The problem with being left-wing, as has been documented by Danish researcher Emil Kirkegaard, is that you feel negative feelings very acutely. In fact, you experience anxiety, jealousy and anger so strongly that these feelings can overwhelm the ability to think and behave in a rational way [Mental Illness and the Left, by Emil Kirkegaard, Mankind Quarterly, 2020]. The result can be counterproductive actions: the Danish Leftist thinks “I will flood Denmark with Muslim immigrants as a way of channelling the anger I feel for my ethnic kin, from whom I feel excluded.” The result, as I documented a couple years ago, is the rise of a strongly anti-immigration party: the Danish People’s Party, which was so popular that the Leftist Social Democrats actually stole its hard-line policies, with its leader proclaiming that the price for globalization is “paid by the lower classes” [Mette Frederiksen: the anti-immigration left leader set to win power in Denmark, by Richard Orange, The Guardian, May 11, 2019] and promising to further restrict immigration.
Unfortunately, the Social Democrats promptly ditched their campaign promises in order to form a coalition with the extreme Left. And now, the Danish Left has permitted its uncontrollable sense of resentment and hatred to overwhelm it again. In a very unusual move, the Danish parliament, in which the Leftist bloc is the largest, has impeached the woman who was the immigration minister in the right-wing coalition that left office in 2019. Evidencing the impact of the Danish People’s Party on other parties, she was actually a member of Venestre, Denmark’s mainstream conservative party, which governed 2015-2019. The result is that she has been sentenced to 60 days in jail [Danish ex-minister jailed for separating asylum-seeking couples, Al-Jazeera, December 13, 2021], making her a martyr not only to her party but to a significant portion of the Danish population, including many of those who voted for the Social Democrats.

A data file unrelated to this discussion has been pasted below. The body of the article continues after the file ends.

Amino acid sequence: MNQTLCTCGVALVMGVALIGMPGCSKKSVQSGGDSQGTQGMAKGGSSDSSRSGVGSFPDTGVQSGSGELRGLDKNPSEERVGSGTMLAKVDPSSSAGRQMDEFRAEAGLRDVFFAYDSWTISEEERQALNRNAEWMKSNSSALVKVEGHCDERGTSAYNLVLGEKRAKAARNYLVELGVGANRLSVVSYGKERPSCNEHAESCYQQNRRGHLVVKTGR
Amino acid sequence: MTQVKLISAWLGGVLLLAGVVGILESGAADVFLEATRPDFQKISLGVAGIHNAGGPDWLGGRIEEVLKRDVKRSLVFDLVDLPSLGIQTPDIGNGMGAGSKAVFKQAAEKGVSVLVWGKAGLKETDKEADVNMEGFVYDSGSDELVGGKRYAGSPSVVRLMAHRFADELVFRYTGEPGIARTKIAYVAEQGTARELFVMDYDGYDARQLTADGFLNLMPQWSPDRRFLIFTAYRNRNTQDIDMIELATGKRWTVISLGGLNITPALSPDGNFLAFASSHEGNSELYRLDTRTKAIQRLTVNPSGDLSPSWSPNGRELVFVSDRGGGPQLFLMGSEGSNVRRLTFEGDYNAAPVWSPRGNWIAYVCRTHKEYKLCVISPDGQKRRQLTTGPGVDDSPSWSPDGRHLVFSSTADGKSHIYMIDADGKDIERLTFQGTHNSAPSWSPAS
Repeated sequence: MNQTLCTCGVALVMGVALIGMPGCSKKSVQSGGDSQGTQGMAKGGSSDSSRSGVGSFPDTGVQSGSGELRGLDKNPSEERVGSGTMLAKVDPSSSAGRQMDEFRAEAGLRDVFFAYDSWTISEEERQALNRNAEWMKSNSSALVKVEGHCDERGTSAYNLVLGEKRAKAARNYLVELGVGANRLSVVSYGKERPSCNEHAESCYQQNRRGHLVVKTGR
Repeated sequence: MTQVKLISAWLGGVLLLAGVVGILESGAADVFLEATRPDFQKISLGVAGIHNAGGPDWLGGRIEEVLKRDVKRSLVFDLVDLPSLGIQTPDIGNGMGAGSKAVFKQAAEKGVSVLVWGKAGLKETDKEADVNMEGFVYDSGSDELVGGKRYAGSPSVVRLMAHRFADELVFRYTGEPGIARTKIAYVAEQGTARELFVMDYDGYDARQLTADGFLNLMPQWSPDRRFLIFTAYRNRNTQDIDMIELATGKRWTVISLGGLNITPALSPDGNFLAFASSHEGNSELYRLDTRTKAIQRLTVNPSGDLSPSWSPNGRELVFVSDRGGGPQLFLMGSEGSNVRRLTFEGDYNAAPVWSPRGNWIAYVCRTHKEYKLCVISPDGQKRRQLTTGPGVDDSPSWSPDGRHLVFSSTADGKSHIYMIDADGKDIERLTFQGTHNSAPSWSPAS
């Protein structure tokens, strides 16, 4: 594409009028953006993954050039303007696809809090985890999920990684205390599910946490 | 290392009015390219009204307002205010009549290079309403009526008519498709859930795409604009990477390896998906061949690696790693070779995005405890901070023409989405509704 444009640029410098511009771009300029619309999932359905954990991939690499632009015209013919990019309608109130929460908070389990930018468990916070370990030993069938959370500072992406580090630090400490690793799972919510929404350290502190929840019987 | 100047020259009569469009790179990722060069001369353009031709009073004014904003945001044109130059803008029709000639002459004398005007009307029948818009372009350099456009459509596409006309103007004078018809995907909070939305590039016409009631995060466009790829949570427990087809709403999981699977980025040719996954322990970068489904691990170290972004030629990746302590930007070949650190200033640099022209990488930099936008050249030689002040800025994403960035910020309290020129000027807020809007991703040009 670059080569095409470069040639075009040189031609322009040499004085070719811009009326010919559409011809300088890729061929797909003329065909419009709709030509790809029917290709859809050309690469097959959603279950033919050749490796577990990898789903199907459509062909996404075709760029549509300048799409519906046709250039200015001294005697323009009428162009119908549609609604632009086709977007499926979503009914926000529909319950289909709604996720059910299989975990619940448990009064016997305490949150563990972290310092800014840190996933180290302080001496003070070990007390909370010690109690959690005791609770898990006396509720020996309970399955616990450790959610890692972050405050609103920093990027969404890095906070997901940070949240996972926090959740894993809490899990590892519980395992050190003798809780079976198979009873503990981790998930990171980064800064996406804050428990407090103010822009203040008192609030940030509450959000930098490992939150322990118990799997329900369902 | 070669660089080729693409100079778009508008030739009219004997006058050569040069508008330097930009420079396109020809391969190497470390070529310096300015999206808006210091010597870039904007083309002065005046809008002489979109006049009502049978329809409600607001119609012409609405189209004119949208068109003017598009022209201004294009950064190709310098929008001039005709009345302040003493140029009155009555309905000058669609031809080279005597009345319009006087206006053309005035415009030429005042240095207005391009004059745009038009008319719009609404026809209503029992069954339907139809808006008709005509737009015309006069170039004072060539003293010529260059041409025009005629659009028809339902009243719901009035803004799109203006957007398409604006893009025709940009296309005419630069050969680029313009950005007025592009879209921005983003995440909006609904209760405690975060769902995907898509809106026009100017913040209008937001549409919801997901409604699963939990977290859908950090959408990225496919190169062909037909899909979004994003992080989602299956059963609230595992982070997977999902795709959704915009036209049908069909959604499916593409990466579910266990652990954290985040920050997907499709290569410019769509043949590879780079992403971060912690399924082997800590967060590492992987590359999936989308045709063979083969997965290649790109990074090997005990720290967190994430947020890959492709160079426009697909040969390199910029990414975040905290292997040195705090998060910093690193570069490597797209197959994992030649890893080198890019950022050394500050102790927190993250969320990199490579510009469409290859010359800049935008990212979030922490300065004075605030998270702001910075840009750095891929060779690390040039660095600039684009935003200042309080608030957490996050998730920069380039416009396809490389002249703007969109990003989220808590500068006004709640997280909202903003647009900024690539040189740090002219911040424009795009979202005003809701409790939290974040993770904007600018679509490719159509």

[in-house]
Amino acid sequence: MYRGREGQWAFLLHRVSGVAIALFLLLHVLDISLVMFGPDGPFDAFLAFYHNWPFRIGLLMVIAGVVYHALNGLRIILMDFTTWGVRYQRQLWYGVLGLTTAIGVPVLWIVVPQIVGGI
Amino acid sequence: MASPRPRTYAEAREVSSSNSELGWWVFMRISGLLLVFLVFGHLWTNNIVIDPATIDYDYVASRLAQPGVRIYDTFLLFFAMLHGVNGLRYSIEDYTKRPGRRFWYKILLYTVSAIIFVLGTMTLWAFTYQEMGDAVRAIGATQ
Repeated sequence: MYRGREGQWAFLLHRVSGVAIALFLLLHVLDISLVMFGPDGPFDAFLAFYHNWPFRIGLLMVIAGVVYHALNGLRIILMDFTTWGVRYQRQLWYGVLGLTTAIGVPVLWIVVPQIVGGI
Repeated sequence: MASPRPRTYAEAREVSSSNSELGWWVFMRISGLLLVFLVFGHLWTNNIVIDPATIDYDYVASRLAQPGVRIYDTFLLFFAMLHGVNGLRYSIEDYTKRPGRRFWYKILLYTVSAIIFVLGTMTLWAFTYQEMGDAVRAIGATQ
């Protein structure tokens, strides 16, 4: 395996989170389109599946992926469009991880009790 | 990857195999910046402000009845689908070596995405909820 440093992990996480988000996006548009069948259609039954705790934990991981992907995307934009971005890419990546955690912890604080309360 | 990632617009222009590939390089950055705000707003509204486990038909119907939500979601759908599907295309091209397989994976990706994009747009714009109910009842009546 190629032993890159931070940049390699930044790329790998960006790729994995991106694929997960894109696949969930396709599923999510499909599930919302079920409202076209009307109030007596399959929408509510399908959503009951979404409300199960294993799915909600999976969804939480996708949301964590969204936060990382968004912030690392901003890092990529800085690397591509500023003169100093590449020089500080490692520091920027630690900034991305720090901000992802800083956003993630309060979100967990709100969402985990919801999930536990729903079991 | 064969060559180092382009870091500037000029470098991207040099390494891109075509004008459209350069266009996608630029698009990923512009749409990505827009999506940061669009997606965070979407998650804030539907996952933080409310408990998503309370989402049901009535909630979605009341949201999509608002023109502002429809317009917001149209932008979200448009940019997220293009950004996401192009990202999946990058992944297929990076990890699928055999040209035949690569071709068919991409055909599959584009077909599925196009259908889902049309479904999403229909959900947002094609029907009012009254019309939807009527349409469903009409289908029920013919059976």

48-year-old Inger Stojberg was Minister for Immigration, Integration and Housing between 2015 and 2019. Prior to that, aas an advocate of anti-immigration policies, she had been one of the most prominent voices in her party, of which she was vice-chairman until 2020. Upon getting into office in 2015, Stojberg implemented a policy of limiting social benefits for asylum seekers, with the specific aim of discouraging them from claiming asylum in Denmark, as she told a German newspaper [Maximal abschreckend, by Manfred Ertel, Spiegel, January 13, 2016].
Asylum seekers, under her instruction, also had to give up their valuables before being permitted to enter Denmark, as a contribution towards future social service costs for them. In addition, unemployed immigrant spouses may not come to Denmark unless the Danish spouse earns above a certain income level, such that he or she can fund both of them [Denmark wants to seize jewellery and cash from refugees, by Rick Noack, Washington Post, December 15, 2015].
However, it is Stojberg’s concern about child brides, and forced marriage, which has really upset the Left—and, indeed, the squishes within her own party. As immigration minister, taking the view that child marriage and what would constitute statutory rape under Danish law are completely unacceptable, as are forced marriages, she instituted a policy of separating married couples in refugee centers if one or both of the partners were minors. That is, she wouldn’t allow an over-18 asylum seeker to keep his under-18 bride—18 being the legal age of marriage in Denmark. Some of these separated couples, most of whom were from Syria, had children of their own, and the women claimed that they had not been forced to marry [Denmark begins trial of former immigration minister over separating migrant couples, DW, September 2, 2021].